Karen Wang


"Hands down," I say. But he persists:
Grabbing my face as I sign school papers,
Poking my eye while I cook breakfast,
Rubbing his cheek on mine, laughing
Hysterically when I feed his brother,
Sneaking up and yanking my hair,
Always turning me toward himself.
"Hands down," I say. He pleads,
"When I touch your face, I feel love."
Gently cupping my face, he studies me,
Breathes me in, tilts back his head
And closes his eyes in ecstasy.

* * *


Drawn by the whispering water,
You pull my hand through the woods
And drink deeply with your eyes.
"It's just like the river near Pipa's house,"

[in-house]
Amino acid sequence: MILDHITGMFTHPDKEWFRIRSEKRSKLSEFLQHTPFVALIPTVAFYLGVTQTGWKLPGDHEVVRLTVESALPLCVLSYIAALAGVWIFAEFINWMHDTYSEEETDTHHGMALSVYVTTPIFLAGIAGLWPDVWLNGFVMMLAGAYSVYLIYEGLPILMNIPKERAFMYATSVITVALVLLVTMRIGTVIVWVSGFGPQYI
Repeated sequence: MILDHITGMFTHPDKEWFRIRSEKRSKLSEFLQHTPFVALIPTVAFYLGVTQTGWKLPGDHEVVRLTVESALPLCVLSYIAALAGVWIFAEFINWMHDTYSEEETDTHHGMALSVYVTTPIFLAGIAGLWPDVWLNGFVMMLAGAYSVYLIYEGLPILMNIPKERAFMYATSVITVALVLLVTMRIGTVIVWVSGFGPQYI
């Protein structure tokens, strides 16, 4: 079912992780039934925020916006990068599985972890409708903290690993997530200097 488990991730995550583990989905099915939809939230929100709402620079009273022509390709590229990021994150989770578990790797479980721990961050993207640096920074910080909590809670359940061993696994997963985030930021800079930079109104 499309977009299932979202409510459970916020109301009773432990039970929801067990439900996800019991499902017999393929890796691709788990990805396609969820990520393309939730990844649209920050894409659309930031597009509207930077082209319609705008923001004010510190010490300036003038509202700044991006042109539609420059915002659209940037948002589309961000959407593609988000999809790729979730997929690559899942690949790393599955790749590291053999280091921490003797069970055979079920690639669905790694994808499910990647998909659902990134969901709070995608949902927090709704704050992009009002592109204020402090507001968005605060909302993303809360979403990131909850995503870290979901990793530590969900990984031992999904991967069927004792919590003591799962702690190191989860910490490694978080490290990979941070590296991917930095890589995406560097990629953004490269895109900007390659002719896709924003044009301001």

You tell me, and flickering across your face
Is the memory of another morning,
Another stream, which led us
Under the trees to an empty park filled
Only with the hush of our communion.
With you riding high on my shoulders, or
Piggyback or clinging sidesaddle
(Dotted by kisses and sweet nothings),
Dreamlike we moved as one body
Again, but this time it was I
Who perceived the world through you
While we played and wandered
Around the pond and back
To your grandparents' house,
Where we found everyone
Still asleep.


Karen Wang is a contributing author to My Baby Rides the Short Bus: The Unabashedly Human Experience of Raising Kids With Disabilities and a volunteer blogger for the Friendship Circle's blog on disabilities. You may have seen her walking outside with a wide-awake child at the wrong hour.